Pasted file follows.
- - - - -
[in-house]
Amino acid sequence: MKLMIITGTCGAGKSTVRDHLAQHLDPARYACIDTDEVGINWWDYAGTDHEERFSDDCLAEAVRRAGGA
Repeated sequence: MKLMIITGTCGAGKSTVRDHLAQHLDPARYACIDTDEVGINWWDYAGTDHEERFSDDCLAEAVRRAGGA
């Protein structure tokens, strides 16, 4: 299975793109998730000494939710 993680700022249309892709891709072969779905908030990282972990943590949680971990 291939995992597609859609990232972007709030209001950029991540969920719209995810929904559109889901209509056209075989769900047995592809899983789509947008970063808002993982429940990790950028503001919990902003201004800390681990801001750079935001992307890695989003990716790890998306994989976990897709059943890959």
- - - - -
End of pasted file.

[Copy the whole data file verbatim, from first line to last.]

[in-house]
Amino acid sequence: MKLMIITGTCGAGKSTVRDHLAQHLDPARYACIDTDEVGINWWDYAGTDHEERFSDDCLAEAVRRAGGA
Repeated sequence: MKLMIITGTCGAGKSTVRDHLAQHLDPARYACIDTDEVGINWWDYAGTDHEERFSDDCLAEAVRRAGGA
């Protein structure tokens, strides 16, 4: 299975793109998730000494939710 993680700022249309892709891709072969779905908030990282972990943590949680971990 291939995992597609859609990232972007709030209001950029991540969920719209995810929904559109889901209509056209075989769900047995592809899983789509947008970063808002993982429940990790950028503001919990902003201004800390681990801001750079935001992307890695989003990716790890998306994989976990897709059943890959």